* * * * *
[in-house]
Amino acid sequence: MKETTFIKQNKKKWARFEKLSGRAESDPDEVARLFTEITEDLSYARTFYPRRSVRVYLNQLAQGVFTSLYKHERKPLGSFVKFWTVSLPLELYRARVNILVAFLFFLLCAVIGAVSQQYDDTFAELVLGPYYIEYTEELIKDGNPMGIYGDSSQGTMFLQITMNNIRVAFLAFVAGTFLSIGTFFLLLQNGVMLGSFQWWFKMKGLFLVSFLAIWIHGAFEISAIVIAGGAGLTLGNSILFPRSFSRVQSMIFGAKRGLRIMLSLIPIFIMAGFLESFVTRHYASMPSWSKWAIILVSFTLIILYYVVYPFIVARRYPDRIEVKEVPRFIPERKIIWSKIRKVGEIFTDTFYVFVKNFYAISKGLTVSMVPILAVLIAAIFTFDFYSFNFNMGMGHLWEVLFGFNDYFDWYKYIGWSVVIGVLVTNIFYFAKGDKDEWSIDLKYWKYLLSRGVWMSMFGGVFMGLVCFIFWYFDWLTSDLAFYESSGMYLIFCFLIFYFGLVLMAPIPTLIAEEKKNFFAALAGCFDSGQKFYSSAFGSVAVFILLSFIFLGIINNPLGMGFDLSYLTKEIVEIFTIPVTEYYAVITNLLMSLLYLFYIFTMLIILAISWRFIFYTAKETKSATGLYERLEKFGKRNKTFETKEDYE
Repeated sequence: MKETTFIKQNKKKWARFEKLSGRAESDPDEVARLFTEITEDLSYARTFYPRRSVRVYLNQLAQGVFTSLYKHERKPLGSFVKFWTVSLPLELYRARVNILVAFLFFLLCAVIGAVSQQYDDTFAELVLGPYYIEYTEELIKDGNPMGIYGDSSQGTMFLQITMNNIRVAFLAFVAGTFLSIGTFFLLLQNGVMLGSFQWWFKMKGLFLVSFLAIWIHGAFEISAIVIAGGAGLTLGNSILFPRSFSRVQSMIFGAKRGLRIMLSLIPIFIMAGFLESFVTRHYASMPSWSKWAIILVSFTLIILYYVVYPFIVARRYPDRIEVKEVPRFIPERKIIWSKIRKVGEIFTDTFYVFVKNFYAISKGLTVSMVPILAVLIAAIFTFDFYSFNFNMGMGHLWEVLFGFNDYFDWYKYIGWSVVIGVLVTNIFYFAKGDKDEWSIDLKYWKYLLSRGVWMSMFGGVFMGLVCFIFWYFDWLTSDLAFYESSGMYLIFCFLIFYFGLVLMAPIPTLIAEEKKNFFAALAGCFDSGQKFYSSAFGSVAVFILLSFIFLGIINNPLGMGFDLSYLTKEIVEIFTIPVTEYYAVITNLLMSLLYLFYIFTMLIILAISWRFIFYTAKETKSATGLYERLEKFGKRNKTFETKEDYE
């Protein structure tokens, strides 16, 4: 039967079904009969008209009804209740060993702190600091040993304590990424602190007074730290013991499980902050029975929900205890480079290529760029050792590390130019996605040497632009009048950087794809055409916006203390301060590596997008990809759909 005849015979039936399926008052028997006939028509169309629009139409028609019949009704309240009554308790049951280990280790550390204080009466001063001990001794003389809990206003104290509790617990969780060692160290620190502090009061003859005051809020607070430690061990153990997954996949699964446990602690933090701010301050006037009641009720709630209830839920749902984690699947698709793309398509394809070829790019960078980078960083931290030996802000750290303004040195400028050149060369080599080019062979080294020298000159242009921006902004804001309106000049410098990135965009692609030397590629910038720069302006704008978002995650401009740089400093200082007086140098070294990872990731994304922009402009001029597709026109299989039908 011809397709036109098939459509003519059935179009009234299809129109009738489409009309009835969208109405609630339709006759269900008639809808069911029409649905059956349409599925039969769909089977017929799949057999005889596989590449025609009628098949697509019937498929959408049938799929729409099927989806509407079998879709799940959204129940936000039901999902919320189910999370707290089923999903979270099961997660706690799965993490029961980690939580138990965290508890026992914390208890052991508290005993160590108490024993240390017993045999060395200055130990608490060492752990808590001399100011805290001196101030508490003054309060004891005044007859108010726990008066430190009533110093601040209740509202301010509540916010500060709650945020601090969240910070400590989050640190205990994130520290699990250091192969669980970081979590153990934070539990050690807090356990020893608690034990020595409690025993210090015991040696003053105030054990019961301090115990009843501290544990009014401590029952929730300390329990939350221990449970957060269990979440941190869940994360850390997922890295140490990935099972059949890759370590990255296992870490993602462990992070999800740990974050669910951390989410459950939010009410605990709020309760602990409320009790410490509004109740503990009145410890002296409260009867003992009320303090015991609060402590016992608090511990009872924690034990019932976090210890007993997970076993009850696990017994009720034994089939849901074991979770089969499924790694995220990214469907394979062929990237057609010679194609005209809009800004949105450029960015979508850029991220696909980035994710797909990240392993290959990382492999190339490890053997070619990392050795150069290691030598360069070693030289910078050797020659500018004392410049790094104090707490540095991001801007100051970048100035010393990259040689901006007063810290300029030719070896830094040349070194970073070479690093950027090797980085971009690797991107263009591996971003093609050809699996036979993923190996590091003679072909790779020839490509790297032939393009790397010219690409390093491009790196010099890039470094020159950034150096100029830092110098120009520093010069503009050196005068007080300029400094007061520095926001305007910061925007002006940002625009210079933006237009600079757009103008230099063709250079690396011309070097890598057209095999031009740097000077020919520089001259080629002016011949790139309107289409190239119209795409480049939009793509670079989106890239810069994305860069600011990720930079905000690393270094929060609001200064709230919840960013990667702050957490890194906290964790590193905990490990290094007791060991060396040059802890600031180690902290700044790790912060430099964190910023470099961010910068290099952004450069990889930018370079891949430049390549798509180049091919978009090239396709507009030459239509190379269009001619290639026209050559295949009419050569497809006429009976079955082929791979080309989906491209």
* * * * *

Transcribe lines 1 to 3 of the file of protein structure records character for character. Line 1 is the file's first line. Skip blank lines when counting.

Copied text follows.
[in-house]
Amino acid sequence: MKETTFIKQNKKKWARFEKLSGRAESDPDEVARLFTEITEDLSYARTFYPRRSVRVYLNQLAQGVFTSLYKHERKPLGSFVKFWTVSLPLELYRARVNILVAFLFFLLCAVIGAVSQQYDDTFAELVLGPYYIEYTEELIKDGNPMGIYGDSSQGTMFLQITMNNIRVAFLAFVAGTFLSIGTFFLLLQNGVMLGSFQWWFKMKGLFLVSFLAIWIHGAFEISAIVIAGGAGLTLGNSILFPRSFSRVQSMIFGAKRGLRIMLSLIPIFIMAGFLESFVTRHYASMPSWSKWAIILVSFTLIILYYVVYPFIVARRYPDRIEVKEVPRFIPERKIIWSKIRKVGEIFTDTFYVFVKNFYAISKGLTVSMVPILAVLIAAIFTFDFYSFNFNMGMGHLWEVLFGFNDYFDWYKYIGWSVVIGVLVTNIFYFAKGDKDEWSIDLKYWKYLLSRGVWMSMFGGVFMGLVCFIFWYFDWLTSDLAFYESSGMYLIFCFLIFYFGLVLMAPIPTLIAEEKKNFFAALAGCFDSGQKFYSSAFGSVAVFILLSFIFLGIINNPLGMGFDLSYLTKEIVEIFTIPVTEYYAVITNLLMSLLYLFYIFTMLIILAISWRFIFYTAKETKSATGLYERLEKFGKRNKTFETKEDYE
Repeated sequence: MKETTFIKQNKKKWARFEKLSGRAESDPDEVARLFTEITEDLSYARTFYPRRSVRVYLNQLAQGVFTSLYKHERKPLGSFVKFWTVSLPLELYRARVNILVAFLFFLLCAVIGAVSQQYDDTFAELVLGPYYIEYTEELIKDGNPMGIYGDSSQGTMFLQITMNNIRVAFLAFVAGTFLSIGTFFLLLQNGVMLGSFQWWFKMKGLFLVSFLAIWIHGAFEISAIVIAGGAGLTLGNSILFPRSFSRVQSMIFGAKRGLRIMLSLIPIFIMAGFLESFVTRHYASMPSWSKWAIILVSFTLIILYYVVYPFIVARRYPDRIEVKEVPRFIPERKIIWSKIRKVGEIFTDTFYVFVKNFYAISKGLTVSMVPILAVLIAAIFTFDFYSFNFNMGMGHLWEVLFGFNDYFDWYKYIGWSVVIGVLVTNIFYFAKGDKDEWSIDLKYWKYLLSRGVWMSMFGGVFMGLVCFIFWYFDWLTSDLAFYESSGMYLIFCFLIFYFGLVLMAPIPTLIAEEKKNFFAALAGCFDSGQKFYSSAFGSVAVFILLSFIFLGIINNPLGMGFDLSYLTKEIVEIFTIPVTEYYAVITNLLMSLLYLFYIFTMLIILAISWRFIFYTAKETKSATGLYERLEKFGKRNKTFETKEDYE